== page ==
In 2006 the Senate took up an amendment to make English the national language in connection with the Comprehensive Immigration Reform (“CIR”) Act. The amendment, offered by Sen. James Inhofe (R-OK), passed the Senate by a vote of 62 to 35. This amendment was substantially diluted by the subsequent passage of an alternative amendment by Sen. Ken Salazar (D-CO) which declared English as the “common and unifying language of the United States.” Both amendments, largely symbolic in nature, died when the Senate failed to pass CIR. Similar amendments were introduced and passed in the 2007 version of the CIR, which also failed to become law. Nonetheless, the fact that nearly two-thirds of the Senate voted to make English the national language illustrates the intense, and unfortunately misguided, fervor surrounding the English-only debate.
More recently Congress considered the English-only issue in the context of enforcement of employment discrimination laws. In October 2007 the Senate passed a provision in the Departments of Commerce and Justice, and Science, and Related Agencies (“CJS”) appropriations bill aimed at prohibiting the Equal Employment Opportunity Commission (“EEOC”) from suing employers that require workers to speak only English while on the job, even when not justified by business necessity. Last month tensions boiled over between Democratic Leadership and the Congressional Hispanic Caucus when the House passed a motion to instruct the CJS conferees to adopt the English-only provision from the Senate bill (H.R. 3093, sec. 527). The GOP-offered motion garnered the support of 36 House Democrats, including several Congressional Black Caucus members and four House committee chairs. Shortly before Thanksgiving, CJS conference negotiations broke down.
These recent votes on English-only reveal the divide among Democrats on language and immigration-related issues, many of whom are anxious about being labeled soft on immigration. Congress needs to understand that approximately 45 million people in the U.S. (17.5 percent of the population) speak a language other than English in the home. The vast majority of these individuals are U.S. citizens or lawful permanent residents.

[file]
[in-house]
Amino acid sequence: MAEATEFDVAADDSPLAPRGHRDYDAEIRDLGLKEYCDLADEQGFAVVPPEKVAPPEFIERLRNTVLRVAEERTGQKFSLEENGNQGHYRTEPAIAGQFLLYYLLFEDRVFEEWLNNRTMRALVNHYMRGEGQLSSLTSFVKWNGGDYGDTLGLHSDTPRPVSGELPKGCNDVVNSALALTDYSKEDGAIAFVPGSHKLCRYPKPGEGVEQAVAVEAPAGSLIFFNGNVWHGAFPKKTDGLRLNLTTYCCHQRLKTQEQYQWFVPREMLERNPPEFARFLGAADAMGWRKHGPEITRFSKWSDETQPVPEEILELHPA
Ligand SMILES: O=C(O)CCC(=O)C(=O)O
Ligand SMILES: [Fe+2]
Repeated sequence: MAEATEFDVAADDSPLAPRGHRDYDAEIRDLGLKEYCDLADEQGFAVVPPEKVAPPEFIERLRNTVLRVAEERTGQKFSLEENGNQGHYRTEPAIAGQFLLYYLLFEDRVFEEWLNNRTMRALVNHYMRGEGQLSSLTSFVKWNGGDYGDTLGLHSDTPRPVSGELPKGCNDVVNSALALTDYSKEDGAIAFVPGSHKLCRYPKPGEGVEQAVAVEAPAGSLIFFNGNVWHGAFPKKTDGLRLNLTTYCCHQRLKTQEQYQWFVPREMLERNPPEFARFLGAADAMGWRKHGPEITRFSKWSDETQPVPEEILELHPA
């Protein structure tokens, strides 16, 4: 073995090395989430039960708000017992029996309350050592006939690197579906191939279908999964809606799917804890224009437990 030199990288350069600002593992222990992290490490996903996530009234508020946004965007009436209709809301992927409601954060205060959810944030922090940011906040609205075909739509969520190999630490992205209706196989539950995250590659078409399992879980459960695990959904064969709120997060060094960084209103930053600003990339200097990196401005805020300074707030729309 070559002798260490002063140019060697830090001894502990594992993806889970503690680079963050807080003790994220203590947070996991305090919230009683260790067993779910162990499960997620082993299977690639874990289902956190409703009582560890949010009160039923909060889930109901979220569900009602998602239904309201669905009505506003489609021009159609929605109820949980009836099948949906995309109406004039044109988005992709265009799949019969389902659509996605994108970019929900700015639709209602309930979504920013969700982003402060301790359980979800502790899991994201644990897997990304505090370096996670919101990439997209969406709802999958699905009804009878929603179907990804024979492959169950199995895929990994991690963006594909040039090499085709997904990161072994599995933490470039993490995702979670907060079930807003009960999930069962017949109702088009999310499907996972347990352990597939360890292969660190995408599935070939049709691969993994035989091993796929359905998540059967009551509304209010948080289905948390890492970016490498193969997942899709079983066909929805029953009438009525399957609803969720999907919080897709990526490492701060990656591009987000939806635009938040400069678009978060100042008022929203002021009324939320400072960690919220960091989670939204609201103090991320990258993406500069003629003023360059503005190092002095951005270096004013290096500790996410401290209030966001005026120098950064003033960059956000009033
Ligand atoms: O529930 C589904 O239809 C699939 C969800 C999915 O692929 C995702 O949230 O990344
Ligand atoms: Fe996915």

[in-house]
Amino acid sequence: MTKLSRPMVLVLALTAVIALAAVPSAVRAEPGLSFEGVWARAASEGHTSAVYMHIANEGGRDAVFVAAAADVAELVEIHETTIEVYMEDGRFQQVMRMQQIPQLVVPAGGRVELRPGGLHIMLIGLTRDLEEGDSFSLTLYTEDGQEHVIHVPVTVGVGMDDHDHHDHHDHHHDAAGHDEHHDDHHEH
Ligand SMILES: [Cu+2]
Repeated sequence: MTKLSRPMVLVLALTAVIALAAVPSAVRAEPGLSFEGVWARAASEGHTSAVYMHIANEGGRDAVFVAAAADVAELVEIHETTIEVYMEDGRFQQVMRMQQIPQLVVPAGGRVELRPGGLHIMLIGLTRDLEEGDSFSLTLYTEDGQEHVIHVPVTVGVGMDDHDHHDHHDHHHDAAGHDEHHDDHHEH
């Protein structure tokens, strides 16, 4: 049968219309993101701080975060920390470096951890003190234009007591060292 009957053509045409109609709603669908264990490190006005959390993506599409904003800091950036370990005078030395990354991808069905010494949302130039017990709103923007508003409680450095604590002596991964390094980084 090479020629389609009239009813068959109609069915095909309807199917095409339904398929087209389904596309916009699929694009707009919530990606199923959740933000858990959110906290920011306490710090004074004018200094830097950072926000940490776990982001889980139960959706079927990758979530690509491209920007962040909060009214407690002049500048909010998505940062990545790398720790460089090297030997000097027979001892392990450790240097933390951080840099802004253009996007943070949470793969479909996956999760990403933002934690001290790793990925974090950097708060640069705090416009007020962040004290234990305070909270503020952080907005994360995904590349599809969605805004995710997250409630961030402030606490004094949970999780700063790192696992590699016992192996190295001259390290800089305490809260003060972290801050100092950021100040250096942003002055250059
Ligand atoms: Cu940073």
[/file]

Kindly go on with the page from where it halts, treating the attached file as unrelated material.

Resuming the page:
English-only policies stigmatize U.S. workers including Latinos, Asians, Pacific Islanders, Africans, Caribbeans, Native Americans, and other language minority groups. These hardworking employees should not be fired just because they are speaking a language other than English, so long as they are competently executing their job duties.
It is unfortunate that those in Congress pushing English-only policies have not focused on expanding adult literacy and English as a Second Language (“ESL”) classes nationwide. Across the country, community colleges and ESL providers report overcrowded classes and long waitlists, with demand far exceeding supply. This has been confirmed by the Department of Education. Millions of non-English speakers are eager to learn English. Despite the undisputed evidence of overwhelming demand, the federal government continues to devote a paltry amount of resources to adult literacy and ESL classes.
As we enter into a major election year, we need to prepare for more English-only attacks at the local, state, and federal levels. We need to stand united and vigilant to protect the civil rights of all language minorities.
 Census 2000 Brief. http://www.census.gov/prod/2003pubs/c2kbr-29.pdf. Oct. 2003. p. 2.
 Ibid, p. 3.
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